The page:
I can't say I've ever done something that I just HATED. I've certainly done titles that I'm indifferent to. I did quick edit jobs for movies like Bait Shop (with Billy Ray Cyrus) and this horror movie Catacombs (with Pink) and I had absolutely zero feelings towards those. But truthfully, those are usually the titles I make the best money on because I spend the least amount of time and effort on them. Contrast that with something like Rambo, which was a dream project for me to be involved with and I have a lot of time and effort invested in that. We worked heavily on the Blu-ray features for Rambo for three solid months. Bait Shop was a weekend.
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Old 12-14-2009, 10:25 AM   #31
Cliff Cliff is offline
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Originally Posted by Alan Gordon View Post
Seconded! Bless you! Now go talk to other home video department heads!

Welcome Cliff!

~Alan
Trailers, TRAILERS, TRAILERS

I've got a new source for you guys that are really into trailers. I just discovered this last week. (And I don't know how many of you all know this already)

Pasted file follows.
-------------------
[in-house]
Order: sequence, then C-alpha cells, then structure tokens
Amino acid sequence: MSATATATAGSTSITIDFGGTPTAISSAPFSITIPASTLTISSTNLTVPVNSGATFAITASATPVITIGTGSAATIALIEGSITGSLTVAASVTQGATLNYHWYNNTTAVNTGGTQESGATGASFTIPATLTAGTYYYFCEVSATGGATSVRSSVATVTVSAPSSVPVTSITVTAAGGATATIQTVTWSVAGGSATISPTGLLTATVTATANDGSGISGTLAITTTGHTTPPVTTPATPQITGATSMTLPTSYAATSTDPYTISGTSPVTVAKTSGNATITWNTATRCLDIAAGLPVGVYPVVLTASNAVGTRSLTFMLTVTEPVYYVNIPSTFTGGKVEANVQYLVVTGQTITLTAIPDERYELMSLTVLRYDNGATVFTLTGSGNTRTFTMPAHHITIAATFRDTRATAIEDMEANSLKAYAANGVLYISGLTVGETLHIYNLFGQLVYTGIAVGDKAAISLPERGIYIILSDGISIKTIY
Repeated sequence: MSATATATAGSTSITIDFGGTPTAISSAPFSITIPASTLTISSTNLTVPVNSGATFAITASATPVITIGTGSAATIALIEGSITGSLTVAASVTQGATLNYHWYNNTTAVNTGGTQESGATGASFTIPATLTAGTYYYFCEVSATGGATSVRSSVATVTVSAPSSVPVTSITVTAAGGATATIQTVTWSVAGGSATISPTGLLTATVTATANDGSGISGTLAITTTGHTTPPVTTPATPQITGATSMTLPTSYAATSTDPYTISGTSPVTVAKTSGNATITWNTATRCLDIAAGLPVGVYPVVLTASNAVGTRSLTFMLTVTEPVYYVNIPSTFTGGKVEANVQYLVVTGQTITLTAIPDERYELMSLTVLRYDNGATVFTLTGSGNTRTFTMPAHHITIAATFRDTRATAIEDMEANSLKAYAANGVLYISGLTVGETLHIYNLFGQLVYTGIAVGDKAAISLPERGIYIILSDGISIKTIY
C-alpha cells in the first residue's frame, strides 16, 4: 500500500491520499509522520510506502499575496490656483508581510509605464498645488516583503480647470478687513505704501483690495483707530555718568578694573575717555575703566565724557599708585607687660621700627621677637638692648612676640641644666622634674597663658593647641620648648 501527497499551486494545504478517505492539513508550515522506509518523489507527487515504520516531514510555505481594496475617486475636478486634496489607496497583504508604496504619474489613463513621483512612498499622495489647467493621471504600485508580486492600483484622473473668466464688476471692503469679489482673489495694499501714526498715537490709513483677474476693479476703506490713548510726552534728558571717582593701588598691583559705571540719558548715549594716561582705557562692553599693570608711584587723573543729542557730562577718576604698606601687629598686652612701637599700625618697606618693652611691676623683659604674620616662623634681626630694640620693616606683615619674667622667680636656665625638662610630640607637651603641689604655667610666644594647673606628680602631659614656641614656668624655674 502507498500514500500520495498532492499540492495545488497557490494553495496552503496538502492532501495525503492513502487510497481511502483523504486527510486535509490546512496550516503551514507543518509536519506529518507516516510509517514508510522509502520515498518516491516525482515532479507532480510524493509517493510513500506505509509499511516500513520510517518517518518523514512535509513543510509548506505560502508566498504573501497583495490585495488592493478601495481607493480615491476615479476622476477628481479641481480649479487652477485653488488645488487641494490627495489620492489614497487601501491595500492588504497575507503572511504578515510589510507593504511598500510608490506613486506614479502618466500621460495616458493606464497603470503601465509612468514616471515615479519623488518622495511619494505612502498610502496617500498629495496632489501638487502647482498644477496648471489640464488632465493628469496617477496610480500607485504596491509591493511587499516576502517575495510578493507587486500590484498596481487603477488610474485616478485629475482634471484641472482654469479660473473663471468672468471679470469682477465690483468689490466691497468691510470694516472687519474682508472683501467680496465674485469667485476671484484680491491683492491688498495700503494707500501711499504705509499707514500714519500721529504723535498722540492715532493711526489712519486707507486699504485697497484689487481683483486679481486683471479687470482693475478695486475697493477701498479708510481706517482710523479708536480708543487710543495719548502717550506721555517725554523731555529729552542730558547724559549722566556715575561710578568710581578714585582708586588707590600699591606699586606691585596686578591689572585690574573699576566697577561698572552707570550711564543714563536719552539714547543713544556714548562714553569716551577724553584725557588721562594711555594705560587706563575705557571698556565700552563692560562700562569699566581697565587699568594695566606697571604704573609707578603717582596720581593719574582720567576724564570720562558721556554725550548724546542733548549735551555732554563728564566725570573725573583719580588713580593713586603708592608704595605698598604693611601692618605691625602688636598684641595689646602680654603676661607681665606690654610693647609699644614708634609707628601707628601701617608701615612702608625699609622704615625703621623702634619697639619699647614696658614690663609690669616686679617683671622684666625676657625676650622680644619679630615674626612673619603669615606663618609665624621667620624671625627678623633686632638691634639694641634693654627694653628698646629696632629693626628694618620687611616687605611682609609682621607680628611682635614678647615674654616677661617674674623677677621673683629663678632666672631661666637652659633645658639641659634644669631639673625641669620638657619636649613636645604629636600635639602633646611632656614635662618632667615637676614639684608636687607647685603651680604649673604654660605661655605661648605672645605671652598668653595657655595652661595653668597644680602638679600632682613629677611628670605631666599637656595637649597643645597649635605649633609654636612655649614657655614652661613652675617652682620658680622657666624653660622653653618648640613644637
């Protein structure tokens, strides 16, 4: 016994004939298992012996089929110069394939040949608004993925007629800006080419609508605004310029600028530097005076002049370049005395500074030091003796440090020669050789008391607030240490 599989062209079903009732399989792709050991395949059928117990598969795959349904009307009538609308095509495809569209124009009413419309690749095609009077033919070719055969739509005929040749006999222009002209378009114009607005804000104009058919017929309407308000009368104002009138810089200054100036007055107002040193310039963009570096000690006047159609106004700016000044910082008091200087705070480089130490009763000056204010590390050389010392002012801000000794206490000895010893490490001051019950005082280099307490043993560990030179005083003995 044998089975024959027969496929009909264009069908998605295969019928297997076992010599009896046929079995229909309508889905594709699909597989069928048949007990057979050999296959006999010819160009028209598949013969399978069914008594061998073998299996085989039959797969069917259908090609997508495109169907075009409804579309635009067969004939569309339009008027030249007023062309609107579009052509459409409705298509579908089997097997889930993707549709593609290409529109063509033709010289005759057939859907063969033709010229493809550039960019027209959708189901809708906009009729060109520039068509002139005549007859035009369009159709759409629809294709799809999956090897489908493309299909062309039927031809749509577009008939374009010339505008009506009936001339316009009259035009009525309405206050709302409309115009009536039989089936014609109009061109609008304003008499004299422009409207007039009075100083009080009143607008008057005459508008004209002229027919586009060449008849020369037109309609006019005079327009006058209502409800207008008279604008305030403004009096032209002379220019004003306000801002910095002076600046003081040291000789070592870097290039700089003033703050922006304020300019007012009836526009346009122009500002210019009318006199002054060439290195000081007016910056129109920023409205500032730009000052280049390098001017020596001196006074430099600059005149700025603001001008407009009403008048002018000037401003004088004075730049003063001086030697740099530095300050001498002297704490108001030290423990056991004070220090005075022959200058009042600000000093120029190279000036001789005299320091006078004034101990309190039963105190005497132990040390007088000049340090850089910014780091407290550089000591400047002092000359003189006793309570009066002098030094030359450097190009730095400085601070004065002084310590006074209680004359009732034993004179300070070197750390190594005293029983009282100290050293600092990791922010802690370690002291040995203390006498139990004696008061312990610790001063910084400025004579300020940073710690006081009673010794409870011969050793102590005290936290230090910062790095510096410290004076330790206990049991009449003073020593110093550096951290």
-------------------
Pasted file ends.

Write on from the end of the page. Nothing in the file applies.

For those of you that really love trailers, get an Apple TV. If you search through the movie titles that are available to rent or buy, almost all of them have trailers that can be streamed and viewed on your HD television for free. And when I talk about trailers, I'm also talking about ones that have never even been included on DVD. I've been going through them like a madman recently and can spend HOURS just watching old trailers.

Here are some of the trailers I've found...
Top Gun
Mission Impossible 2
King Kong (2005)
Planes, Trains & Automobiles
Ferris Bueller
Sixteen Candles
The Bad News Bears (76)
The Paper
Popeye
Dragonslayer
Saturday Night Fever
Staying Alive (awesomely cheesy with lots of footage of Stallone directing)
The Shadow (which btw, has an 720p HD DD5.1 version for rent for those who can't wait for a BD)
Tootsie
Backdraft

and tons more. It's like someone giving you an on demand service with just tons of trailers available. They're all available via your iTunes as well, but the ability to call them up on your HD set (many of them in anamorphic widescreen) is a trailer lover's nirvana. Keep in mind that some of these trailers will never see a release on their respective DVDs/Blu-rays (Ferris Bueller contains Twist and Shout), so this is the only option to access some of these clips.

Just wanted to give people a heads up for anyone unaware this is out there now (I'm actually pretty late to the party).